Brain Magnetic Resonance Image AnalysisSegmentation and Registration

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Student thesis: Doctoral ThesisDoctor of Philosophy

Original languageEnglish
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Award date2017
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Abstract

Automatic and robust 3D brain magnetic resonance (MR) image analysis can assist in disease diagnosis, surgical planning and patient follow-up. As the most crucial techniques for brain image analysis, brain MR image segmentation benefits the pathology detection, volumetric morphometry, surface reconstruction and 3D visualisation; brain image registration helps with multi-modality image fusion, longitudinal analysis and population modelling. A variety of brain image segmentation and registration methods have been proposed. However, there is still room for improvement in terms of algorithm automation, accuracy and efficiency and the characteristics of existing methods for specific applications still can be more thoroughly investigated. Our work aims to obtain a good understanding in the underlying problems of brain image analysis,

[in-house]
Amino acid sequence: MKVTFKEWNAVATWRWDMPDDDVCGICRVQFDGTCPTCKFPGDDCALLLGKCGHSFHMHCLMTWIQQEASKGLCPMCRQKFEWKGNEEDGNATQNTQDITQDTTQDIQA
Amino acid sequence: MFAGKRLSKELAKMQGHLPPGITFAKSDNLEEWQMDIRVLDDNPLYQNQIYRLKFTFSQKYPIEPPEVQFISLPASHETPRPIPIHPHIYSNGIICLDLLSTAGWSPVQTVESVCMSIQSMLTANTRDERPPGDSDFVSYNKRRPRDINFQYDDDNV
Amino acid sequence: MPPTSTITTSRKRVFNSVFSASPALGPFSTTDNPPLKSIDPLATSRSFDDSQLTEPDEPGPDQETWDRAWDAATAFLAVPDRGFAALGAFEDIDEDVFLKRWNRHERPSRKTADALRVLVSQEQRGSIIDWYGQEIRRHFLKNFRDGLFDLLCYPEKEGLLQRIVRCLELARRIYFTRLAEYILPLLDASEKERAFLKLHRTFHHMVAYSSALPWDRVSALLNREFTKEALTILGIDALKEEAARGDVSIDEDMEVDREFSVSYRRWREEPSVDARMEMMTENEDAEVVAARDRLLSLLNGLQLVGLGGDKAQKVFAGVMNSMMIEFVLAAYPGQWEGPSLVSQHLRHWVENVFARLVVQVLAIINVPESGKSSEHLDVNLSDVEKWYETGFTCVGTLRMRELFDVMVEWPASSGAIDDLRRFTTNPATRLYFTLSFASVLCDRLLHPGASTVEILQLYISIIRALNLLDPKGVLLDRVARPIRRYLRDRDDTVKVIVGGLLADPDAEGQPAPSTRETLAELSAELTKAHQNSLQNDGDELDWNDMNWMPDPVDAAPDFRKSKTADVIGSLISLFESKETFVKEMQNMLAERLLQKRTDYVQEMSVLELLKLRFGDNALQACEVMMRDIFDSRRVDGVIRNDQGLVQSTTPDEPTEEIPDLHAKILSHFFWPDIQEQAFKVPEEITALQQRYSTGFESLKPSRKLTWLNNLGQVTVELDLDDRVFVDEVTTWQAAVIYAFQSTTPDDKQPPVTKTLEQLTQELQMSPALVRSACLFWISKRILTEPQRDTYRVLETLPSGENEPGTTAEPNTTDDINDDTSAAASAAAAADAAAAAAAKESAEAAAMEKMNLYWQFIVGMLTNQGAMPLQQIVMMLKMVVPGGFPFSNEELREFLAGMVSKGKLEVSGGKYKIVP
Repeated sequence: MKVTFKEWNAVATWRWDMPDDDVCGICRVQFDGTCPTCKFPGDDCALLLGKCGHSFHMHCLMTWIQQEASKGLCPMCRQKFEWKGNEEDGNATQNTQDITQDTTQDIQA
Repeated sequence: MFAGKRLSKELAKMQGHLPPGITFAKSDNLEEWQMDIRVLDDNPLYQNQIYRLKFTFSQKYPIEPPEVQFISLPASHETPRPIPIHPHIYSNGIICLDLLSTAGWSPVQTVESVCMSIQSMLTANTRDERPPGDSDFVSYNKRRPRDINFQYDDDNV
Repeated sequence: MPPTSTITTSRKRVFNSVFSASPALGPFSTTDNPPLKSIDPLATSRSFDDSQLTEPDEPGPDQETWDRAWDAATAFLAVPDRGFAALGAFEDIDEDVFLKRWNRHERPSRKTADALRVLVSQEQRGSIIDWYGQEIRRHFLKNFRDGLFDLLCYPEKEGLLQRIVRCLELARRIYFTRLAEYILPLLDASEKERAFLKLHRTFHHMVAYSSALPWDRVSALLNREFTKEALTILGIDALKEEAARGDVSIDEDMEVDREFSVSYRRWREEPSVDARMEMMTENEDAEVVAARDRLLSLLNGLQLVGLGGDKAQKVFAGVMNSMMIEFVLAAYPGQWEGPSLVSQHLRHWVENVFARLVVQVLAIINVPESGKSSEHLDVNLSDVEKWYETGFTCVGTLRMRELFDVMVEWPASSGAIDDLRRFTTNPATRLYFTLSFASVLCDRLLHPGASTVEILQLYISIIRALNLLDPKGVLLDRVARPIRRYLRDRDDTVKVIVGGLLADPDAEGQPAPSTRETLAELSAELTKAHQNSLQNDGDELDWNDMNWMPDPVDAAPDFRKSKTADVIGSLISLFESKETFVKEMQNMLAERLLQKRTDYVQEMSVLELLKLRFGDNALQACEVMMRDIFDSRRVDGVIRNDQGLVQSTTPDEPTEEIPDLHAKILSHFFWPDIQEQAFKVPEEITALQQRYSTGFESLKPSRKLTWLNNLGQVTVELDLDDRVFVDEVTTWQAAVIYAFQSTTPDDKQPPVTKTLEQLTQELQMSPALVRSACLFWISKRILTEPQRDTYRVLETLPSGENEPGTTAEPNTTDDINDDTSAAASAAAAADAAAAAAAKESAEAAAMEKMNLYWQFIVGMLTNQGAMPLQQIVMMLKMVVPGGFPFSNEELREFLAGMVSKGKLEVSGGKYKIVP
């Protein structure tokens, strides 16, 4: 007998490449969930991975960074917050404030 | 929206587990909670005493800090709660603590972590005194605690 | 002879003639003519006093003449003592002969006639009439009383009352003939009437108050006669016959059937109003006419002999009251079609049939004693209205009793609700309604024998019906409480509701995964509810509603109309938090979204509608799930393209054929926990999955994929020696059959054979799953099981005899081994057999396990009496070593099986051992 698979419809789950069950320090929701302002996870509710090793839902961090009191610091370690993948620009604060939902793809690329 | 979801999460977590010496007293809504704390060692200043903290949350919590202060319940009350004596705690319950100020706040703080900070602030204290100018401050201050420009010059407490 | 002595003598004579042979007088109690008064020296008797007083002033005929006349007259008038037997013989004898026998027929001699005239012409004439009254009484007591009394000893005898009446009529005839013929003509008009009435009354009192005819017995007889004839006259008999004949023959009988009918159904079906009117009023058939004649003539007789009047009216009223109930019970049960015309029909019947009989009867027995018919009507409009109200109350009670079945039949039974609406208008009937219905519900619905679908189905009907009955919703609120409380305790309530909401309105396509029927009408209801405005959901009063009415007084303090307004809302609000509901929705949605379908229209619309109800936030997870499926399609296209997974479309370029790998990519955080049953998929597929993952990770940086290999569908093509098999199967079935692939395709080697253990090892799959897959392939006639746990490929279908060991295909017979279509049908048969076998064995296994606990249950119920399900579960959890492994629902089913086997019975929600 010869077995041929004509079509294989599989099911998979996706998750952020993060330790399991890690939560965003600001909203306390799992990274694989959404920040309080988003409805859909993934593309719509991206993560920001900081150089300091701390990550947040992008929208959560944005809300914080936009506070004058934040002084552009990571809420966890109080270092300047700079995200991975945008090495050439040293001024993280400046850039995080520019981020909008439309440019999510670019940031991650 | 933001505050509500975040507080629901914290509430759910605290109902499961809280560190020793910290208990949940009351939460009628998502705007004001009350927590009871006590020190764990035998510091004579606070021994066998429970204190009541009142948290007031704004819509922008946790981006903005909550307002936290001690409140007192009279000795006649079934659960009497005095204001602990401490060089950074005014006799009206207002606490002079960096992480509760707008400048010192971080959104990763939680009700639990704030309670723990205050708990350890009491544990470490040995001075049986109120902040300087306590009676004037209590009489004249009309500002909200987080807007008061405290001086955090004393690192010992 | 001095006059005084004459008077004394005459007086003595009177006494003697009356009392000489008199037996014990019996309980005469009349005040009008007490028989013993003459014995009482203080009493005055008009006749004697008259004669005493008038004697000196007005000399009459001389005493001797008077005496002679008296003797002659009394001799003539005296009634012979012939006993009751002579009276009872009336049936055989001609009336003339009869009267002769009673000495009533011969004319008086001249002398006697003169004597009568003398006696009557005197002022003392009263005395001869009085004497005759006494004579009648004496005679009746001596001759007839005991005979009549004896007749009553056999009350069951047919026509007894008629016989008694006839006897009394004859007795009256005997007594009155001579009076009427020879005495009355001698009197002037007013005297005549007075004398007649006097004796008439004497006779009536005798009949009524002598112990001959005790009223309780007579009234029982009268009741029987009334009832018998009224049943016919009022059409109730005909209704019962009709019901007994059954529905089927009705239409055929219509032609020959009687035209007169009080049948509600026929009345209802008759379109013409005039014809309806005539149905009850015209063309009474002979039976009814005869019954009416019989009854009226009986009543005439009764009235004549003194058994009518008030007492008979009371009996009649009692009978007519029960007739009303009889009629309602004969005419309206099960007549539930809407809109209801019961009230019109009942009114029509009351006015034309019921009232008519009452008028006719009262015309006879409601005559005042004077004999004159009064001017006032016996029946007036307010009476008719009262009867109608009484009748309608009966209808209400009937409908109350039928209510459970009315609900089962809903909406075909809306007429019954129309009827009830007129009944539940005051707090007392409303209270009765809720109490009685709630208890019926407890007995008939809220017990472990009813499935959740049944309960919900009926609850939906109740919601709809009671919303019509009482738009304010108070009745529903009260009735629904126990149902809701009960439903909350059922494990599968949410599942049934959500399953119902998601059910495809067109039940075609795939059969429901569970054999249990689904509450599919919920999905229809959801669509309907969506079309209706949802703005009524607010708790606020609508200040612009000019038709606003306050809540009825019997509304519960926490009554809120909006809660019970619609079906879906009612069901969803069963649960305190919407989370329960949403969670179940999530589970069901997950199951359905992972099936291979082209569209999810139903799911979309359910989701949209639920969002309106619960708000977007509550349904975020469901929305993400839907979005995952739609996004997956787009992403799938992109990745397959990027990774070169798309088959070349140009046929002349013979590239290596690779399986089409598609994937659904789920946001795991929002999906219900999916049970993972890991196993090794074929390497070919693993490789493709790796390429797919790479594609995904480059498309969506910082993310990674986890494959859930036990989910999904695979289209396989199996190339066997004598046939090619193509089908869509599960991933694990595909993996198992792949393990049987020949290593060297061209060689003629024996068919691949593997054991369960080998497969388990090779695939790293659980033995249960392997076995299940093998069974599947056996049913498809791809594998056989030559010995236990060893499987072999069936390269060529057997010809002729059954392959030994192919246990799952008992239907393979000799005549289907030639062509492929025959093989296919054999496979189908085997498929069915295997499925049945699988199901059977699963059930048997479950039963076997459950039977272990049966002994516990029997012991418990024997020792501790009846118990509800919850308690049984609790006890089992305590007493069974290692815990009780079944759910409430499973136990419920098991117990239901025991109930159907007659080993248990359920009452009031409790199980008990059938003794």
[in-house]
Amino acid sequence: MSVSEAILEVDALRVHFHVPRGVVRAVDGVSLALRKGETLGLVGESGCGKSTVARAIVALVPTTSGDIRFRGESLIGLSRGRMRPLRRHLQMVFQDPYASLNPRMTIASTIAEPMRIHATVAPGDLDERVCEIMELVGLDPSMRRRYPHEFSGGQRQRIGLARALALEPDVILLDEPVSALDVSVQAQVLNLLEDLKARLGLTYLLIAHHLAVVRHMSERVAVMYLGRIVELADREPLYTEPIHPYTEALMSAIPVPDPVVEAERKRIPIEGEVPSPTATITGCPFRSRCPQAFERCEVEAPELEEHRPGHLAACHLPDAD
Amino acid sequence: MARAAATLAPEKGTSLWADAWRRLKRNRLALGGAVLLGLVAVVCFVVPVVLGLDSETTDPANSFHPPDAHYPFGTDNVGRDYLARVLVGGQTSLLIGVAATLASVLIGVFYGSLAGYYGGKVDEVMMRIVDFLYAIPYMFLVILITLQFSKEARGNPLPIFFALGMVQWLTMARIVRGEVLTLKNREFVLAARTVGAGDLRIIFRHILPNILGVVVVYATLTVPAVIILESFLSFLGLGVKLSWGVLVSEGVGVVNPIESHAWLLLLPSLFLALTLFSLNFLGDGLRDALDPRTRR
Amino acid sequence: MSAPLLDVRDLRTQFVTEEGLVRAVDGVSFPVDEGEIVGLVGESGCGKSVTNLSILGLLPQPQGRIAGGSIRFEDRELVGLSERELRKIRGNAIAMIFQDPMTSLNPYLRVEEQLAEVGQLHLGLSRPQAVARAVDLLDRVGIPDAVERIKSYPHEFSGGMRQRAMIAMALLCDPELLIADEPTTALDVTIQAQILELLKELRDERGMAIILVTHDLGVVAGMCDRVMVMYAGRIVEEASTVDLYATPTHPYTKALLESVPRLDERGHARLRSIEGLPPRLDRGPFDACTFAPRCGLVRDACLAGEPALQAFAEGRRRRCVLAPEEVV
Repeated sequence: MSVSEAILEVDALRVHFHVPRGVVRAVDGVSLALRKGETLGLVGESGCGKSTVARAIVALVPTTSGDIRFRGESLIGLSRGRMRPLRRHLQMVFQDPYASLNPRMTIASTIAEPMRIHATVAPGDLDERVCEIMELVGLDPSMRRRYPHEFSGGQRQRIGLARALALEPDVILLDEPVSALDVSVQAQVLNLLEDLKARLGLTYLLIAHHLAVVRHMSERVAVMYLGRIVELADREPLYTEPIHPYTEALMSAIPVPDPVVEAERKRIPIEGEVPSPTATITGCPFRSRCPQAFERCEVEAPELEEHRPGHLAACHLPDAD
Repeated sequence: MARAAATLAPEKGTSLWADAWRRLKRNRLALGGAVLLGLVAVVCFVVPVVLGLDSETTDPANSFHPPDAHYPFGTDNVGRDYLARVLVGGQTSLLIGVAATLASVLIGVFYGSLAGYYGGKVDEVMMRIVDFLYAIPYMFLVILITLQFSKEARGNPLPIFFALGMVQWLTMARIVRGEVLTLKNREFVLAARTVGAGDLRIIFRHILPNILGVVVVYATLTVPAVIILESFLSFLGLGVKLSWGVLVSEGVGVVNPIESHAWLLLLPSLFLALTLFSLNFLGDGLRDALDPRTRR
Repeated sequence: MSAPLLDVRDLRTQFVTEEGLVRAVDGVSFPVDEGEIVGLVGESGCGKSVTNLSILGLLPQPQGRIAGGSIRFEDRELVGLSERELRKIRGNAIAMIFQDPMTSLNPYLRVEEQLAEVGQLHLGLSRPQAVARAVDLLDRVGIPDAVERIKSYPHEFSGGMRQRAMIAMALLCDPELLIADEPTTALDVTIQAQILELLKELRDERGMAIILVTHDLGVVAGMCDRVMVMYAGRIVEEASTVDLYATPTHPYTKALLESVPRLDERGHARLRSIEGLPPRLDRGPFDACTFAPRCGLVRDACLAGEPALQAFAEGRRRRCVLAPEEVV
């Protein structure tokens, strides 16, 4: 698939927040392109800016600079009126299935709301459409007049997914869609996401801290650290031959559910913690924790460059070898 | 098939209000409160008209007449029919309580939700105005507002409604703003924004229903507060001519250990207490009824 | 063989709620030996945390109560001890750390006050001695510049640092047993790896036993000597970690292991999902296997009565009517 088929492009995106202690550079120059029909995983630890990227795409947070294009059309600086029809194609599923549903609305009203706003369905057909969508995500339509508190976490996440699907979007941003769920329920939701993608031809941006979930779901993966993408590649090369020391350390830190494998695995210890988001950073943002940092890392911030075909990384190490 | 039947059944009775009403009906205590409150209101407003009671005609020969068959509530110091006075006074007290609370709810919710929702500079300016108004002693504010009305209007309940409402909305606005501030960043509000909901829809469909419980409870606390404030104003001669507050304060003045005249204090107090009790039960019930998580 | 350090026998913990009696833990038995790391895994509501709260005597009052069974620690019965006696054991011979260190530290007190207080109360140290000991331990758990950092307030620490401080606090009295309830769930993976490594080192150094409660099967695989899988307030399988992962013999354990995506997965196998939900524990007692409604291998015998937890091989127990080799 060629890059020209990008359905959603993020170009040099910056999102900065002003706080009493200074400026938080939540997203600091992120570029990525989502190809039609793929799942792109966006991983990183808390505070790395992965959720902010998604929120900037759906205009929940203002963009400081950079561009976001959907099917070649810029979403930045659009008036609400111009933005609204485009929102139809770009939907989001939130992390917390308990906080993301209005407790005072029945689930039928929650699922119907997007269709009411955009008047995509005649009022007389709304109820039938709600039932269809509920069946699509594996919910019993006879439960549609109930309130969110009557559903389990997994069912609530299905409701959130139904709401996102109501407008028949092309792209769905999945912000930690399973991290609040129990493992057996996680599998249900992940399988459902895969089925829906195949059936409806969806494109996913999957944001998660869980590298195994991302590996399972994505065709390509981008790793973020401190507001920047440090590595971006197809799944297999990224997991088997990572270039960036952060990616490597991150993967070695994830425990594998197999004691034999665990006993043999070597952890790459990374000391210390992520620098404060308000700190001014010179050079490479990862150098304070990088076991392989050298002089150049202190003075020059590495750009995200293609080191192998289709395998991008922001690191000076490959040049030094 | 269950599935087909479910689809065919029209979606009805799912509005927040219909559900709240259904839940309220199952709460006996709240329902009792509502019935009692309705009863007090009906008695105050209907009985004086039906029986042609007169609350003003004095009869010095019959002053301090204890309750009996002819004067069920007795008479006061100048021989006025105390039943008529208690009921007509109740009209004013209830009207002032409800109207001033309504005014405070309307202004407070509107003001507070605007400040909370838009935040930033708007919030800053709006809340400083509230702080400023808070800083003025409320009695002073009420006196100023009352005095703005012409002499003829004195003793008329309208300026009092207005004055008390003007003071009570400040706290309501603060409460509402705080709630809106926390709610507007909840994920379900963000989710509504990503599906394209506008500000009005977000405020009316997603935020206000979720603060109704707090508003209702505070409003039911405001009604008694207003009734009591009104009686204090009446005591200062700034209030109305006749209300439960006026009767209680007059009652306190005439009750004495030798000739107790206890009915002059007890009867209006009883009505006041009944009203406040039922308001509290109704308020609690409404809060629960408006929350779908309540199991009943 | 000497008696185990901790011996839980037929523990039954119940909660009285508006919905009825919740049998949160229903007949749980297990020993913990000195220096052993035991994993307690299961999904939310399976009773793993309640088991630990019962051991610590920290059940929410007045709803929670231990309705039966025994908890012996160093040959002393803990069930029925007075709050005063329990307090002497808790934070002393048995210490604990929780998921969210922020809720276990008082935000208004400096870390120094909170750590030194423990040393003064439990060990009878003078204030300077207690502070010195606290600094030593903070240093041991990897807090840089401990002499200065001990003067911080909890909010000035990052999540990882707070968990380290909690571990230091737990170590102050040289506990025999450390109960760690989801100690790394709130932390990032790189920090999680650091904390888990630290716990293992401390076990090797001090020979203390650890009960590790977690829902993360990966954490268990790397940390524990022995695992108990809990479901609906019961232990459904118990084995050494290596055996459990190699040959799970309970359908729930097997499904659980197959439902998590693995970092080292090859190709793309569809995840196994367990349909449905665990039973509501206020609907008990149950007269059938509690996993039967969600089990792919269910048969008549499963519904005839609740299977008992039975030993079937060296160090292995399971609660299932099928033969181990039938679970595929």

including brain segmentation, brain image registration and primary tissue classification, and propose possible improvements for the most popular and/or the most promising techniques. For brain segmentation, an improved Brain Extraction Tool (BET) method is proposed, which overcomes the weaknesses of the original method by enhancing the vertex displacement and embedding an independent brain surface reconstruction step during the iterative process of surface evolution. This strategy effectively deals with the surface self-intersection problem and results in faster algorithm convergence and better brain segmentation. For brain image registration, we propose a salient
edge guided demons method, which uses salient edges detected in 3D scale-space rather than the whole image grid to drive the registration process. This method obtains statistically equal registration performance compared with the demons method using the whole image as demon points, while the execution time is dramatically reduced. For brain tissue classification, we compare the approaches using three main image based features: intensity, local prior and multi-atlas prior. The modelling of these features is described and the effectiveness of these features in brain tissue classification is investigated. This study provides a general guide on what image based features can be used for effective brain tissue classification.